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Release: Dec. 4, 2002

Children's Hospital of Iowa to test new treatment for Fabry disease

The Children's Hospital of Iowa at University of Iowa Hospitals and Clinics will be one of 20 medical centers to take part in a major international study of a new treatment for Fabry disease, a rare genetic disorder that affects an estimated 1 in 40,000 males worldwide.

The goal of the trial is to determine the safety and efficacy of recombinant human alpha-galactosidase A (Fabrazyme) on the progression of renal disease and significant clinical events in patients with Fabry disease. This will be a Phase IV multi-center, multinational, randomized, double-blind, placebo-controlled trial.

Because Fabry disease is a rare genetic disorder, centers will need to work aggressively to identify patients to take part in this study.

"We will be working with families, Fabry patient organizations and medical centers throughout our area to identify patients for this very important clinical trial. We are very pleased to be a part of this historic effort and hope that our work will lead to a new treatment option for this devastating disease," said Thomas Loew, M.D., UI associate professor (clinical) and lead investigator of the study at Children's Hospital of Iowa.

Fabry disease is an inherited condition known as a lysosomal storage disorder. It is caused by an enzyme deficiency that results in the body's inability to break down certain naturally occurring glycolipids, primarily GL-3. These glycolipids accumulate in the body, primarily in the lining of blood vessels within the kidney, heart and other internal organs. Symptoms include pain in the hands and feet, angiokeratoma (spotted, dark red skin rash), renal dysfunction, decrease in ability to perspire, stroke and cardiac arrest. Due to severe organ complications, Fabry disease is often fatal by age 40.

"Fabry disease is a devastating, painful experience for any family. This study will help us to measure the effectiveness of an important new treatment option for Fabry patients that could literally save the lives of thousands of people worldwide," Loew added.

Passed to children by their parents, Fabry disease is an X-linked recessive genetic disorder. While women can pass the gene for Fabry on to their children, the disease affects primarily males. Some female carriers of the gene do present symptoms of the disease.

In this study, patients will be treated for at least 12 months. To be eligible for this study, patients must have a clinical presentation consistent with Fabry disease, be over 16 years of age and meet certain other eligibility criteria. Patients who have undergone or are currently scheduled for kidney transplantation, are currently on dialysis or have unconfirmed Fabry disease are not eligible. Female patients who are pregnant or lactating also are not eligible.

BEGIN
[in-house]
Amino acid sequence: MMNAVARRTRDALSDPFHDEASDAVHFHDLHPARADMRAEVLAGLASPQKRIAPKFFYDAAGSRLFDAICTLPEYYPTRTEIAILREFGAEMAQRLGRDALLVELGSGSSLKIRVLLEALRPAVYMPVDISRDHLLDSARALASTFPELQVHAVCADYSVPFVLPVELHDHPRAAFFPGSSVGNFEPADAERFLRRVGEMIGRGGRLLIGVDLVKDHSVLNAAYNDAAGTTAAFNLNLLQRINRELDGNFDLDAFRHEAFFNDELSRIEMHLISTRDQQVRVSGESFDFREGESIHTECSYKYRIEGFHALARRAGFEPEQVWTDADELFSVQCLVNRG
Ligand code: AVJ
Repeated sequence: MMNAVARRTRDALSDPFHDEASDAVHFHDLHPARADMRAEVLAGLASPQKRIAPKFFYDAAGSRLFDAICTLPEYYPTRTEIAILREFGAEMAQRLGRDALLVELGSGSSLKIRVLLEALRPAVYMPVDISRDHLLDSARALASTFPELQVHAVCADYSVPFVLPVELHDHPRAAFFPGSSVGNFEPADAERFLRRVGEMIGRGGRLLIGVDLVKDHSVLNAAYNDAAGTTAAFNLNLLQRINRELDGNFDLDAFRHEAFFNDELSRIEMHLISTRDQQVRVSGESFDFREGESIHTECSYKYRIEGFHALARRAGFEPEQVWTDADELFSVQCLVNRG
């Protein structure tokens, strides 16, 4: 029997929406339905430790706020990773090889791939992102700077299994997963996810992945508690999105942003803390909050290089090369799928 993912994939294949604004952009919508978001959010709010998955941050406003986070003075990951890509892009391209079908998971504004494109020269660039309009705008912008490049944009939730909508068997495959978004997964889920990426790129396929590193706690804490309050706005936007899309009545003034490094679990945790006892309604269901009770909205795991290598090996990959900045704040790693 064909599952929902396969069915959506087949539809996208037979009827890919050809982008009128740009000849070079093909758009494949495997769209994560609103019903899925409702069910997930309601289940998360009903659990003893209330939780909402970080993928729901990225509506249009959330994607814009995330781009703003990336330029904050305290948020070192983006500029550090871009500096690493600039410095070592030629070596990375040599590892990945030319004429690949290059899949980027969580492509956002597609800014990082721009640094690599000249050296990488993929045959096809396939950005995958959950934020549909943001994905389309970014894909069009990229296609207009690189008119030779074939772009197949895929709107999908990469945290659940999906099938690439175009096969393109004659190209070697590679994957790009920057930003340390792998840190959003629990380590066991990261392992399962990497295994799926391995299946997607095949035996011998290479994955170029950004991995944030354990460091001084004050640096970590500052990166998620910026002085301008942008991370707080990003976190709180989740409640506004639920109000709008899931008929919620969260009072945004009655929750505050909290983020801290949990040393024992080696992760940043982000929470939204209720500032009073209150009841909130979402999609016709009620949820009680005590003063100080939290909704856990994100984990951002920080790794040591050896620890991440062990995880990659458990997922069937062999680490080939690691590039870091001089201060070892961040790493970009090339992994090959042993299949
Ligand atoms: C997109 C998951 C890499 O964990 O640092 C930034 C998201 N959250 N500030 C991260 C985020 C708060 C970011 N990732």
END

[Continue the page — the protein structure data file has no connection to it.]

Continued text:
The results from recent Phase III clinical trials for the treatment of Fabry disease were submitted to the U.S. Food and Drug Administration in June 2000. Fifty-eight patients at eight medical centers in the United States and Europe were enrolled in this trial. Genzyme Corporation submitted a Biologic License Application to the FDA in July 2000, and received marketing authorization for Fabrazyme in the European Union in August 2001.

Children's Hospital of Iowa at UI Hospitals and Clinics is a nationally recognized pediatric center of excellence, providing comprehensive health care for children from birth to young adulthood. Its pediatric outreach and satellite clinics provide primary and specialty care every year for more than 100,000 children throughout Iowa. It is the state's longest-serving children's hospital. As a "hospital within a hospital," Children's Hospital of Iowa benefits from the sophisticated services and comprehensive resources of UI Hospitals and Clinics - consistently ranked as one of the "Best Hospitals in America" by U.S. News & World Report magazine.

For more information about the study of a new treatment for Fabry disease, patients can call the Children's Hospital of Iowa toll free at (800) 777-8442 or (319) 384-8442, or visit them online at www.uihealthcare.com/chi.

University of Iowa Health Care describes the partnership between the UI Roy J. and Lucille A. Carver College of Medicine and UI Hospitals and Clinics and the patient care, medical education and research programs and services they provide. Visit UI Health Care online at www.uihealthcare.com.